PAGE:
Soon he was representing Schenectady, N.Y., officer Michael Hamilton, who was charged in connection with an FBI probe into corruption on the city’s police force. Federal prosecutors accused officers of shaking down drug dealers and paying informants with crack cocaine. Having negotiated the media circus surrounding such cases, including countless courthouse-steps interviews, Tacopina became an on-air legal consultant for CNBC, FOX News, MSNBC, Court TV, and CNN. He was even a commentator during the impeachment proceedings against President Clinton.
     Through a Milan, Italy, branch of his legal practice, he also does corporate work for carmaker Ferrari. And he has done high-profile civil litigation in the U.S.—for example, filing a $5 million lawsuit against the City of New York on behalf of a lesbian police officer who was being harassed by fellow cops. “It was an important suit. My client was being mentally brutalized,” says Tacopina. Although his side was “a big-time underdog,” he won a large settlement for his client—and a few more headlines as well.

Tacopina’s college choice almost wasn’t Skidmore. He was accepted at the West Point military academy. “But I became nauseated by the notion of getting up at four in the morning,” he admits. “And I’ve never been good at staying in a line.” Besides, he adds, he was impressed with Skidmore’s ice hockey program and its coach, Paul Dion. “He was the single biggest reason I decided on Skidmore.”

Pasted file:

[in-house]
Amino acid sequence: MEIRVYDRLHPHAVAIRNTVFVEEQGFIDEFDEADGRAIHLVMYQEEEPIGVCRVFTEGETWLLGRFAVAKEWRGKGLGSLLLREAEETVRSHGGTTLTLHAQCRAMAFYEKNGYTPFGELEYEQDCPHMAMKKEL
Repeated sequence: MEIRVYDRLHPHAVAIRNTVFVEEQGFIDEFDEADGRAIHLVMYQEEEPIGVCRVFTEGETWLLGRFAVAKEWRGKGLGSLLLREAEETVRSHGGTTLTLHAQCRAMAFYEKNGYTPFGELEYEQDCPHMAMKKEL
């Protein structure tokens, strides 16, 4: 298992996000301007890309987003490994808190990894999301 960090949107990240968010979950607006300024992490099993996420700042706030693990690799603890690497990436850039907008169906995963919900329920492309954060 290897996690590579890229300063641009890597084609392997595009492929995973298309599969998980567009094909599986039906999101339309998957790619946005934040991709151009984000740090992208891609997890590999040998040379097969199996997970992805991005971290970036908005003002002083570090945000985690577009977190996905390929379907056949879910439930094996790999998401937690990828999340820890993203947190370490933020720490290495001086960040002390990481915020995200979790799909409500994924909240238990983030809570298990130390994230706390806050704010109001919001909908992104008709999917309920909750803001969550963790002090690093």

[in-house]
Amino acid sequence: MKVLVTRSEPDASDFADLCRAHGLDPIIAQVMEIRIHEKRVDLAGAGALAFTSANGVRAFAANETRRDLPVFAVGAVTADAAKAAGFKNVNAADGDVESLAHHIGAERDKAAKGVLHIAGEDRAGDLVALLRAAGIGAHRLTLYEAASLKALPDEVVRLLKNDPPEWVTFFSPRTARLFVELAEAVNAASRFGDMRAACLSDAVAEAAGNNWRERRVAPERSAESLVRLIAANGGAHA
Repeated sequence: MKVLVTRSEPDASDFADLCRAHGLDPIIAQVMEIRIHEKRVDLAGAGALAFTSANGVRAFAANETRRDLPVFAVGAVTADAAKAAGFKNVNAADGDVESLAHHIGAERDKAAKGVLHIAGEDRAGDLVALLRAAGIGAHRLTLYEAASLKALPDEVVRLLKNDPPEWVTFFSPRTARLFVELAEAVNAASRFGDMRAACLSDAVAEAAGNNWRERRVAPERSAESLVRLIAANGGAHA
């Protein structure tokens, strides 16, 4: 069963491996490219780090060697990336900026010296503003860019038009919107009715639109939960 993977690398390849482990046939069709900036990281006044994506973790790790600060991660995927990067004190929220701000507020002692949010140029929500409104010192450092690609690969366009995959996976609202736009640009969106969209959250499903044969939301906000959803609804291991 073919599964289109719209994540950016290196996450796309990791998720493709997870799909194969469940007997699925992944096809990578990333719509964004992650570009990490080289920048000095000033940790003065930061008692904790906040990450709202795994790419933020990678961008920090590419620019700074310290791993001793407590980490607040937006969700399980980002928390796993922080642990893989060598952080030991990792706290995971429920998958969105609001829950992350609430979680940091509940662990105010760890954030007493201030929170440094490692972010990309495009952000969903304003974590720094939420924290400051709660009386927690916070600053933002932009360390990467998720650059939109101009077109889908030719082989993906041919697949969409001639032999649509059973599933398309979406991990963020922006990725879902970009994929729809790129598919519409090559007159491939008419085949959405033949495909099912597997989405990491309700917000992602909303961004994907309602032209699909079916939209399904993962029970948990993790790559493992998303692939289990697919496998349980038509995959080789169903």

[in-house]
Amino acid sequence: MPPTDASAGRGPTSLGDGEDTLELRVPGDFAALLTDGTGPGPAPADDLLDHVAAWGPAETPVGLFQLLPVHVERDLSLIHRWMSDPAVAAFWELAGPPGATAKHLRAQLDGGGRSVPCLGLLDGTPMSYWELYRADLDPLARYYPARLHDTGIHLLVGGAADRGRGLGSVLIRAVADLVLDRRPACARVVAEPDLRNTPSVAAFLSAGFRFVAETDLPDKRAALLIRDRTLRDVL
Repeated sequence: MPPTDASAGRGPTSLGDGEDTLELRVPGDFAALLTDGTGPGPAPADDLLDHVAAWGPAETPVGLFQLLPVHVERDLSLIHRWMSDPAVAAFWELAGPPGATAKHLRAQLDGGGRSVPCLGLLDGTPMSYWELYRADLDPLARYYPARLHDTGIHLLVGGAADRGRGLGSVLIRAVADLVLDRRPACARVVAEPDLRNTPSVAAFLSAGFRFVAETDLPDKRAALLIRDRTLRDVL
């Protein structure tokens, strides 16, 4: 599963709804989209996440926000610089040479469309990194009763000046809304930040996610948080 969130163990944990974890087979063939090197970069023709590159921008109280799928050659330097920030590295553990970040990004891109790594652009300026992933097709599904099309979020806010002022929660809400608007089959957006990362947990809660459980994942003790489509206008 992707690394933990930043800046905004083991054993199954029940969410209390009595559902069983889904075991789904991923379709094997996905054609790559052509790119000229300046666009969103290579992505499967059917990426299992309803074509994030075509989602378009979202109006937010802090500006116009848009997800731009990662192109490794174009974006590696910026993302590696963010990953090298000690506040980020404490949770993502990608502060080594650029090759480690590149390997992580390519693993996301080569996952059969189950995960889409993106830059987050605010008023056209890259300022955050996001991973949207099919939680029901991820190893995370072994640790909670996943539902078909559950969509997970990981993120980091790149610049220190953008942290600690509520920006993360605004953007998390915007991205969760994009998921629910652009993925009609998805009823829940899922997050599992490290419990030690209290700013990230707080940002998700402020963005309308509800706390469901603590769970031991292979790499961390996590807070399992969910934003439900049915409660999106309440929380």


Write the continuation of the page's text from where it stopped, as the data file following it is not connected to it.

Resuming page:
Tacopina majored in business-government and excelled in sports. A leader on the Thoroughbreds hockey and baseball teams, he also started a wrestling club. “Joe was an intense player,” recalls Dion. “He had a strong sense of justice and stood up for himself and his teammates —he was excellent for team chemistry. He was a hard worker, and he’s obviously made the most of his opportunities.” For Tacopina, Skidmore “had it all”—including “the right curriculum, although I had no idea what I wanted to do with my life yet.” That’s where a psychology class with Professor Sheldon Solomon came in: impressed with Tacopina as a skillful and articulate debater, Solomon told him he would make a great trial lawyer.
     The young Tacopina took the prediction seriously. He also picked up Fatal Vision by Joe McGinnis, the true-crime account of the 1979 trial and conviction of army doctor Jeffrey MacDonald for the murder of his wife and children. “The book told the legal drama that developed from the controversial case, every aspect of it. I was just glued to it,” Tacopina recalls. And he knew that a courtroom was where he wanted to be. He promptly got a summer job in New York City, working for the lawyer representing Paul Castellano, the reputed Gambino crime-family boss who was later gunned down outside Sparks Steak House.
     Jumping right into the big leagues of the legal world, Tacopina concludes, “is part of my personality. I make decisions quickly and completely.”

Jens Ohlin ’96 is a law student at Columbia University.

 


© 2003 Skidmore College